The next time you visit Florence, Italy, take a moment to stroll down Via Tornabuoni. It might seem like an ordinary street. The newly opened “Caffe Lietta” might look like an ordinary bar. In actuality, though, you’re strolling by the birthplace of a legendary cocktail — the beloved Negroni.
“Caffe Lietta” is the newest version of a bar that’s stood in the same place in 1815. Known back then as Caffe Casoni, the bar was favoured by the Florentine aristocracy as well as British and American tourists.
What happened on the day the Negroni was born? Who invented it? And how did it spread throughout the globe to become one of the most beloved cocktails of all time?
Keep reading to learn all about the origins of the Negroni (and how you can make your own at home).
The Muddled Origins of the Negroni
There are a few different versions of how the Negroni came to be. No one can say for sure which stories are true and which are mixed with legend, so we’ll let you be the judge.
The most widely accepted story goes something like this.
At the turn of the 20th century, there was a flamboyant count named Camillo Negroni. A Florentine Native, he travelled to the US and spent years as an adventurer, banker, and riverboat gambler.
Upon his return to Italy in 1910, he became a regular customer at Caffe Casoni. The bartender, Fosco Scarselli, became a good friend and would always have Negroni’s favourite drink, the Americano, waiting for him.
Traditionally, the Americano is a mix of sweet vermouth, bitters, and soda water. On one fateful day, Negroni asked Scarselli to add some gin to his drink to make it stronger. Other customers soon started to order “Negroni’s cocktails” — and the rest is history.
A Tale of Two Counts
Members of the Negroni family have emphatically stated that “there is no Count Camillo Negroni” anywhere in their lineage, which stretches back to the 11th century. In fact, they credit the invention of the drink to Count Pascal Olivier de Negroni while he was stationed in West Africa.
What do the historical records show? This is where the story really gets interesting.
Recent research has unearthed that there were in fact two Count Negronis at the turn of the twentieth century.
Count Pascal Negroni was a French General who fought in the Franco-Prussian War of 1870. During a social gathering, he introduced his friends to his famous vermouth-based cocktail, now believed to be the “original” Negroni. This branch of the family supposedly has letters supporting their claim.
However, Count Pascal Negroni died in 1913, six years before the drinks supposed invention in Florence.
What about the “Cowboy Count” Camilo Negroni? Researchers have found records for a man named Cammillo Luigi Manfredo Maria Negroni, born in Florence in 1868. Further records show he travelled to America at the age of 29 and became a fencing instructor in New York City.
So far, no evidence has been produced to show that Camilo Negroni was ever a riverboat gambler or a cowboy. Nor can we say for certain if he is the same Negroni who later befriended Fosco Scarselli at Caffe Casoni in 1919.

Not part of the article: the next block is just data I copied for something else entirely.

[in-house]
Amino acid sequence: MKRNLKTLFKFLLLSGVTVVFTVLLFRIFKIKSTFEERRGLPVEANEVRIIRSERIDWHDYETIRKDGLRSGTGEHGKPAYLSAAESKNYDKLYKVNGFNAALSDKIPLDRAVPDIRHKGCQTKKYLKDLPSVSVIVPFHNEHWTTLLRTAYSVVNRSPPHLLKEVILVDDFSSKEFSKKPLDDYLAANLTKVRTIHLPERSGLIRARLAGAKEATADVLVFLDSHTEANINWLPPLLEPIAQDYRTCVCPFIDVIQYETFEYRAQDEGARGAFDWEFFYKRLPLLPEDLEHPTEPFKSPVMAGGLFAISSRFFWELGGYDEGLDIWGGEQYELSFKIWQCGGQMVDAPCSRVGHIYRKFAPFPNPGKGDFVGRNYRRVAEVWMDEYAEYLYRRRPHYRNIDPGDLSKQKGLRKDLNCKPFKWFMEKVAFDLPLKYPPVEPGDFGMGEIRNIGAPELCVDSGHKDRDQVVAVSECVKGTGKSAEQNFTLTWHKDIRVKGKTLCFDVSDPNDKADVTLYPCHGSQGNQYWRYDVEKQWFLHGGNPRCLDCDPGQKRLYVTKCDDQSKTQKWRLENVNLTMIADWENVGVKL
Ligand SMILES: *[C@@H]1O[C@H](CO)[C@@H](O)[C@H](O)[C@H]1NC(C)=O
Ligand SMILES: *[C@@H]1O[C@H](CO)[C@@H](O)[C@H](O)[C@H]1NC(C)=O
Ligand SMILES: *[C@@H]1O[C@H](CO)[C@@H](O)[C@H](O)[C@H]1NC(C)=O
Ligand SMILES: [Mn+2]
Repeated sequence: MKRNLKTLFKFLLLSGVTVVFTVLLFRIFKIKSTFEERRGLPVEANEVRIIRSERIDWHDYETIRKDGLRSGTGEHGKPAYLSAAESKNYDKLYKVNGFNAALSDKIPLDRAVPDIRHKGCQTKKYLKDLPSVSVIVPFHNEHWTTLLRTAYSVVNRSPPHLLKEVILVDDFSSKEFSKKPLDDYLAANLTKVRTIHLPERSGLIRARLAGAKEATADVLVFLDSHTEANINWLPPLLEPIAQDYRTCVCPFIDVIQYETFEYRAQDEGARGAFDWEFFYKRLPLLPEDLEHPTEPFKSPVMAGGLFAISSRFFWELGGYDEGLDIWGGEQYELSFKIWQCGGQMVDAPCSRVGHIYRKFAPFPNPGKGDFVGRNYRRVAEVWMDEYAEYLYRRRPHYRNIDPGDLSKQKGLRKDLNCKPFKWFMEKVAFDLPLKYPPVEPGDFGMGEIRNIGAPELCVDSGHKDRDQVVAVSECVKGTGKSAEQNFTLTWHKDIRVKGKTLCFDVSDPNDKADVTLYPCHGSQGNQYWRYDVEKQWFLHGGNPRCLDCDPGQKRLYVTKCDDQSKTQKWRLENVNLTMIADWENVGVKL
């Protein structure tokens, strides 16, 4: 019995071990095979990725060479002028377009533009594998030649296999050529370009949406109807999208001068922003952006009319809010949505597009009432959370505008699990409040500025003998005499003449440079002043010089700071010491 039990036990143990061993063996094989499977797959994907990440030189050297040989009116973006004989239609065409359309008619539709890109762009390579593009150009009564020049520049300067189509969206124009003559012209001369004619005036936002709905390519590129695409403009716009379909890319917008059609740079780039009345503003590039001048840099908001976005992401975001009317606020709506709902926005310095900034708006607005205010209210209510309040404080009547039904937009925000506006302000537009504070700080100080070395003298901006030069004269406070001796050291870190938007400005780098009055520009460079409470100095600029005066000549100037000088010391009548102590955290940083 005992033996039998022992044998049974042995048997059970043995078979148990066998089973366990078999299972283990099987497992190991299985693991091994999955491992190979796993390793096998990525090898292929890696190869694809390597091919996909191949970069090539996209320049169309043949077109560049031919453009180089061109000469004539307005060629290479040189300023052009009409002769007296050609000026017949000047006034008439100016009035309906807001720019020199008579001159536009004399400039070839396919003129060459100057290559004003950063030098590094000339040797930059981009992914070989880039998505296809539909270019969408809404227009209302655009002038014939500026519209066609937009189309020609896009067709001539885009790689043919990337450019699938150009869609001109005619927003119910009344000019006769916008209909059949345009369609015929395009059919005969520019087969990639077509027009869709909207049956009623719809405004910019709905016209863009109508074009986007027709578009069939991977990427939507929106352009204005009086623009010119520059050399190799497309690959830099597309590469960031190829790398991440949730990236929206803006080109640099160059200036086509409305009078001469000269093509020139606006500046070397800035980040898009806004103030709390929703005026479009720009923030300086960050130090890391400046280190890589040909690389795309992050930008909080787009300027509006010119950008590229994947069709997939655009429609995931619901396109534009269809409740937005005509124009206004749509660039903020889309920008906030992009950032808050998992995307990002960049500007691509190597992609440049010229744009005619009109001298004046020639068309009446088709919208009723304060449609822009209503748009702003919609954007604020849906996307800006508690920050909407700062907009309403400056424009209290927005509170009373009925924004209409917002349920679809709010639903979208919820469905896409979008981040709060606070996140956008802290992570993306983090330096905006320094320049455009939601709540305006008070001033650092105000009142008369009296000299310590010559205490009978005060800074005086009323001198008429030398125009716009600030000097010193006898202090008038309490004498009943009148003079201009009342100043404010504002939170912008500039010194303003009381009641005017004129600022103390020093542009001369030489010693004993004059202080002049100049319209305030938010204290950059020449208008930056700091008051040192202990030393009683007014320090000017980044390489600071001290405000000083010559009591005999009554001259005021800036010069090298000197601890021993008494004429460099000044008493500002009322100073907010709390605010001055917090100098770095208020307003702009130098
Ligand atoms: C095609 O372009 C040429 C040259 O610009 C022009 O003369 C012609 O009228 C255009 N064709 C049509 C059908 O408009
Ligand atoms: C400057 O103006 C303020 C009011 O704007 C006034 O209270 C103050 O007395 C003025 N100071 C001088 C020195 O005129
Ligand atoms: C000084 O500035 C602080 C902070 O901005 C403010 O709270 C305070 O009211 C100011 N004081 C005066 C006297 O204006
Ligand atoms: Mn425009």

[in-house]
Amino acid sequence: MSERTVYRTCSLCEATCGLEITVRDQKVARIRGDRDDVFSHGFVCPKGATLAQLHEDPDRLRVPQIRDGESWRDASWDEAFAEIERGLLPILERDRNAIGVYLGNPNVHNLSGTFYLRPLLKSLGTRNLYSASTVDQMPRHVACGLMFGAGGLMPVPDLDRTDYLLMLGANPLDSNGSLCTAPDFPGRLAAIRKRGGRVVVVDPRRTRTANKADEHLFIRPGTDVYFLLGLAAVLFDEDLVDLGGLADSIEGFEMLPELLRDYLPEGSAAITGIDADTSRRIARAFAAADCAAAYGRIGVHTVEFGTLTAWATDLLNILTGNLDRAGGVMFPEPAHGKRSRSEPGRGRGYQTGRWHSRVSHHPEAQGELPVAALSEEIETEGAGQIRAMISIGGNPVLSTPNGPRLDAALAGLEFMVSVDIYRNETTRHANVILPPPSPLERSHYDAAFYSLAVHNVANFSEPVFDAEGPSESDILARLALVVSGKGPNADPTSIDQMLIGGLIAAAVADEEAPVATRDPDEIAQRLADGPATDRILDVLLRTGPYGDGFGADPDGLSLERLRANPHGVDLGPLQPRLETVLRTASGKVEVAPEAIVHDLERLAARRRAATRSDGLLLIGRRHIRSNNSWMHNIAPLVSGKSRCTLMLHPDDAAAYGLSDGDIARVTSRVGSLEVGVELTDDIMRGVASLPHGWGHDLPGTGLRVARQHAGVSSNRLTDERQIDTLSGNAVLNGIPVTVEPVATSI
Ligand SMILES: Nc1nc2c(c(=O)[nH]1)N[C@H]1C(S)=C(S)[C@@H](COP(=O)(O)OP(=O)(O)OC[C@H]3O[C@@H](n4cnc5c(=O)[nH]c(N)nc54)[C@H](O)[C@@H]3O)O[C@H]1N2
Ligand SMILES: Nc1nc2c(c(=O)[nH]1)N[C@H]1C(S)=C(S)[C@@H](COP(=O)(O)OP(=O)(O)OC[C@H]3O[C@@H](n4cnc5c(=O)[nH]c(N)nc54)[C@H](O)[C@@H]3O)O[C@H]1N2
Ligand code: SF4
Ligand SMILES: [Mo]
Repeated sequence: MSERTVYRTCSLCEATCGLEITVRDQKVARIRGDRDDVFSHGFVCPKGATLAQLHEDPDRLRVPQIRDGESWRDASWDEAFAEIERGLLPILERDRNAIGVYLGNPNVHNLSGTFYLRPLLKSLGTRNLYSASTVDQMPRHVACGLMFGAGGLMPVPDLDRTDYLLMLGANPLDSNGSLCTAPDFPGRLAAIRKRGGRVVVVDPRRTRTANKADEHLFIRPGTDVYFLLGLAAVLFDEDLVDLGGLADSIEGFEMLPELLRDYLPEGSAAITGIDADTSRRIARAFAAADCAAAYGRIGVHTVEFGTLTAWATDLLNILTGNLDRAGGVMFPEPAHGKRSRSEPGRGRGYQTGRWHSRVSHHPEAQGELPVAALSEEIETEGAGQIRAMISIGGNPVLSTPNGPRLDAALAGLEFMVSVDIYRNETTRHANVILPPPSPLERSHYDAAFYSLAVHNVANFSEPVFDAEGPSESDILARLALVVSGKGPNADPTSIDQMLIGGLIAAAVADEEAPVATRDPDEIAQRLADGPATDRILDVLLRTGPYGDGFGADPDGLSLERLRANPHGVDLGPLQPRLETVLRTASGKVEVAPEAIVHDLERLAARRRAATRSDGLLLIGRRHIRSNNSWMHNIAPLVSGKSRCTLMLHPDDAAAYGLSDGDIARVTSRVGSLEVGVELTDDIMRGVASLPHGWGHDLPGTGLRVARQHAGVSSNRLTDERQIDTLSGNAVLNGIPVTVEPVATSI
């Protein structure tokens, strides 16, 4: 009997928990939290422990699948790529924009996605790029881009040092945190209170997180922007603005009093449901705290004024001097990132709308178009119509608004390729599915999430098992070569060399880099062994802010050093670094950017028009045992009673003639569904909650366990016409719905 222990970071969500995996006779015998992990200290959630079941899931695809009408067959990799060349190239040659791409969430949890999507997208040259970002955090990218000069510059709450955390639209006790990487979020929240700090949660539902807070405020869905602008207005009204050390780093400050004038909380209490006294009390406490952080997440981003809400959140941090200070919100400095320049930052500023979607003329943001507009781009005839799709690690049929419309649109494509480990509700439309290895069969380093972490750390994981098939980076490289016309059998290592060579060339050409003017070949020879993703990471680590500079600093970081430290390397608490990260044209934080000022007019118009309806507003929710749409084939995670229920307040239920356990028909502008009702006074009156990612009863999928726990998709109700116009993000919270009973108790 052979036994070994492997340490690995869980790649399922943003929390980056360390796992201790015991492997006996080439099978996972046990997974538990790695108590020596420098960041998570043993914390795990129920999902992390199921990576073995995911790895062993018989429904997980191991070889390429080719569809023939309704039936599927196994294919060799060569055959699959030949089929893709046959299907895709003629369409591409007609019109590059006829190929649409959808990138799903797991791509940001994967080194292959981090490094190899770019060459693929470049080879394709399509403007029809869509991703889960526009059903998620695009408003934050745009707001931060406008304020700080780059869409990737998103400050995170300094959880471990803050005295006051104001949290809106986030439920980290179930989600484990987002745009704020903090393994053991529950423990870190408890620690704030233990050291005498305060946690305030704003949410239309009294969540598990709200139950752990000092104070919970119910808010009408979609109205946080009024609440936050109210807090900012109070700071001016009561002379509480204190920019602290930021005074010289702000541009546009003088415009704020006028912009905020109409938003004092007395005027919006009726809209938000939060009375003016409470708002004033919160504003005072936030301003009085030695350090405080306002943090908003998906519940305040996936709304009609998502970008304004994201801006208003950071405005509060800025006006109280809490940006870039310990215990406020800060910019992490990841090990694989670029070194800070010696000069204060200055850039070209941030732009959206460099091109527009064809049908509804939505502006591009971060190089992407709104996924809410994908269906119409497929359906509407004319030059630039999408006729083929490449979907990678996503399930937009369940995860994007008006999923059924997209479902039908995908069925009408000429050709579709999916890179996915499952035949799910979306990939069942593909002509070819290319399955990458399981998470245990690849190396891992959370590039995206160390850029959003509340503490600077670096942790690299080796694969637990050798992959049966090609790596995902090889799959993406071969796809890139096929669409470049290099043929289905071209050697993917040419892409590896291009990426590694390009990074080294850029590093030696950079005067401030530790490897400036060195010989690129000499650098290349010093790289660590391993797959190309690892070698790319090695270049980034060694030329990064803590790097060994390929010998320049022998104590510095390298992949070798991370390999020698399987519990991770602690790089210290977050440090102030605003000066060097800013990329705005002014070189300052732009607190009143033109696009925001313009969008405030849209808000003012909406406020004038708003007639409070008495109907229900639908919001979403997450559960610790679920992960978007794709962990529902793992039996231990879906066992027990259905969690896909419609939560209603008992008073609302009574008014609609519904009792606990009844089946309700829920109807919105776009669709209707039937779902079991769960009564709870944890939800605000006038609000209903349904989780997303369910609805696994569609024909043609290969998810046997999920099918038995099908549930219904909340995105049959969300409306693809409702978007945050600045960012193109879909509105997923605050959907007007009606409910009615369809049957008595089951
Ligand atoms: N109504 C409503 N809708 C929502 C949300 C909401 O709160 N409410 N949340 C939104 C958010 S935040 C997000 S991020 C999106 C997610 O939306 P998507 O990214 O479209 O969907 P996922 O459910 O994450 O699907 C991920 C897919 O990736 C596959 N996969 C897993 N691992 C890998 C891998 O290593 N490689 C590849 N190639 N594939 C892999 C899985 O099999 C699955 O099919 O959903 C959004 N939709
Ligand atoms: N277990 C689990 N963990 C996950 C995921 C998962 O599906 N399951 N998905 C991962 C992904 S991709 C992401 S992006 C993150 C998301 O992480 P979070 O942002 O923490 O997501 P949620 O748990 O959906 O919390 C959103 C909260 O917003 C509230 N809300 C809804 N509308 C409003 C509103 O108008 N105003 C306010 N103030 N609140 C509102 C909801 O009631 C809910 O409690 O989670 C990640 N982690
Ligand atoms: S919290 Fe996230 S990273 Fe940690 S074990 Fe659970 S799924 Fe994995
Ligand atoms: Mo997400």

All we know for sure is that there were two Count Negronis alive at the turn of the last century. One of them could have been the inventor of the Negroni cocktail.
Or, perhaps the real story has already been lost to the pages of time. It’s no wonder that books have been written in the quest for the truth about the Negroni.
How to Make an Amazing Negroni Cocktail
Historians may not agree on who invented the Negroni, but there’s one thing we can all agree on: the drink itself.
To make your own Negronis at home, you can order a speciality cocktail kit or assemble the following ingredients:
- Sweet vermouth
- Bitter aperitif (such as Campari or VEVE)
- Orange twist
The classic Negroni recipe calls for equal parts (30ml / 1 ounce) of each liquor. Stir over ice and strain into a cocktail tumbler with fresh ice to serve. Garnish with an orange wedge or a twist of orange peel.
The original recipe is perfect as-is, but there are plenty of fun variations you can try as well.
For example, the “Coffee Negroni” features a dash of coffee liquor as a unique after-dinner drink. There’s also the “Negroni Sbagliato,” which substitutes sparkling wine in place of the gin.
If you’re looking for more inspiration, you’ll be happy to hear that some of Australia’s best bartenders are putting their own twist on this classic cocktail. Unique versions of the Negroni have popped up from Brisbane to Melbourne and every city in-between.
Whether you try an updated version or stick with the original recipe, you’ll never go wrong sipping on a chilled Negroni cocktail.
Negronis & More: Make Classic Drinks at Home
We may never know the exact origin of the Negroni. Until more research comes to light, we’ll have to be content with these fascinating tales of mysterious counts and Florentine bartenders.
Until then, you have plenty of great talking points for your next cocktail party!
Speaking of which, is your home bar stocked and ready to go? Rather than making a run to the nearest liquor store, why not have everything you need delivered right to your front door?
As our name suggests, The Cocktail Shop is your one-stop destination for making the finest craft cocktails at home. Our cocktail kits include only the finest Australian liquors and are perfect for personal or corporate gifting.
Click here to view our complete collection of cocktail kits, including everyone’s favourite — the classic Negroni.